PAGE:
Once the required quantity of hash values has been calculated (FIG. 17, block 708), the resulting hash blocks 740(1), . . . 740(N) are organized in one or more groups 745 (see FIG. 19). Each group 745 may contain one or more range block 740. A digital signature process 751 is then performed on the information in each group, yielding a digital signature 746 (FIG. 17, block 712; see FIG. 19). In one example, these steps may be performed, for example, by cryptographically hashing the hash block set 745, and then digitally signing the resulting hash with a global credential signing key 761 (FIG. 17, blocks 710, 712).
The digital signature process 751 may be performed with a public key (asymmetrical) algorithm using global credential signing key 761. As is typical for digital signatures, the digital signature process 751 may involve first calculating a cryptographic hash function over the set 745, and then creating a digital signature representing the hash. A secret key authentication (Message Authentication Code) process may be used in place of signature process 751—although this may reduce resistance to attacks during the certification generation process.
The global credential signing key 761 may be chosen from a set of global signing keys, such that the corresponding credential validation key is guaranteed to be available to the validator where application 600 will be used. The identity of signing key 761 is preferably incorporated within credential 612. Different signing keys 761 can be used to distinguish among applications 600 suitable for different types or classes of electronic appliances 61 distinguished by different validators. Multiple signatures 746 can be calculated using different credential signing keys 761 to permit an application 600 to be validated with different credential validation keys.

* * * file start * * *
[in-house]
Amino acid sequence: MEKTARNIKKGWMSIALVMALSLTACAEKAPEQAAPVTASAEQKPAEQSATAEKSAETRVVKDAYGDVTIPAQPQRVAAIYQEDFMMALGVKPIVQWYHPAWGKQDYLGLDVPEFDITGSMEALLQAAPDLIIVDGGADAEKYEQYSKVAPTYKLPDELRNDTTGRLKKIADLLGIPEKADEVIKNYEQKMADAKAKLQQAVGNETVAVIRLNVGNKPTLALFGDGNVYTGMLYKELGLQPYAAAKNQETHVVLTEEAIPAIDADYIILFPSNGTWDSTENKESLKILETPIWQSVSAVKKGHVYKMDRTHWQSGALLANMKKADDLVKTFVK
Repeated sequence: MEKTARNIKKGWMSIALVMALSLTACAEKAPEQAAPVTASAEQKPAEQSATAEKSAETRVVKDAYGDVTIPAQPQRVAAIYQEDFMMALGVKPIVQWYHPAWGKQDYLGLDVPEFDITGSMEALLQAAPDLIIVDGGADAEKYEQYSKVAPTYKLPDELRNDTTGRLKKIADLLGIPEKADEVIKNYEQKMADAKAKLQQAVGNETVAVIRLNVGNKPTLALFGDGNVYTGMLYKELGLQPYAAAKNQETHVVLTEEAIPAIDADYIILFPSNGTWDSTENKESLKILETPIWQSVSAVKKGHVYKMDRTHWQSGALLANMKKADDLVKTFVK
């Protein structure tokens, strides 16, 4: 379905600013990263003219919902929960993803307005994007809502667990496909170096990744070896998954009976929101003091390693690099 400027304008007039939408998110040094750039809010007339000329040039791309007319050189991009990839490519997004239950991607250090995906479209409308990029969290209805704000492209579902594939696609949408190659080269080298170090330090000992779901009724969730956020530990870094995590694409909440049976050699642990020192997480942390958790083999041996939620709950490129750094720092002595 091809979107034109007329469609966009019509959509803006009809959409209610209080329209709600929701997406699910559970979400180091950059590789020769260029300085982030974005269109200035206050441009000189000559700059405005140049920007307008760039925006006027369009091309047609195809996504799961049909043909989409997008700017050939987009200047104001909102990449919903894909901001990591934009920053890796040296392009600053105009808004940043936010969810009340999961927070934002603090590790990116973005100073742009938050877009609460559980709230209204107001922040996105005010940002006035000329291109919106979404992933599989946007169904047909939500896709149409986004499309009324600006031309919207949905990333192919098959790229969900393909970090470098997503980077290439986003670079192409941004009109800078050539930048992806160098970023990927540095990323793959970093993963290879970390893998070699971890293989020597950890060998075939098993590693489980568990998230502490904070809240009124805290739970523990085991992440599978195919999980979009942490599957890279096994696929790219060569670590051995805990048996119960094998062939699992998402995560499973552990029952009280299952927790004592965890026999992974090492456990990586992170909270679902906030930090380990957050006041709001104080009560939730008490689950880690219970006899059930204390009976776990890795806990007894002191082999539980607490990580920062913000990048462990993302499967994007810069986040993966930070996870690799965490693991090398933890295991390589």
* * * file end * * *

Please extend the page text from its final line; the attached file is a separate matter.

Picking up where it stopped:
In this particular example, an encryption process 752 is then applied to the combination of set 745 and its digital signature 746 to yield a credential part 747 (FIG. 17, block 714; see FIG. 19). Encryption process 752 may be performed using an asymmetric (public key) algorithm employing a global credential encryption key 762. The encryption process 752 may involve first generating a random key for a symmetric (secret key) algorithm, using the symmetric algorithm for encryption of the credential data, and using the symmetric algorithm for encrypting the random key. A secret key encryption process may be substituted for encryption process 752 (such substitution may reduce the resistance against attacks on the credential creation process).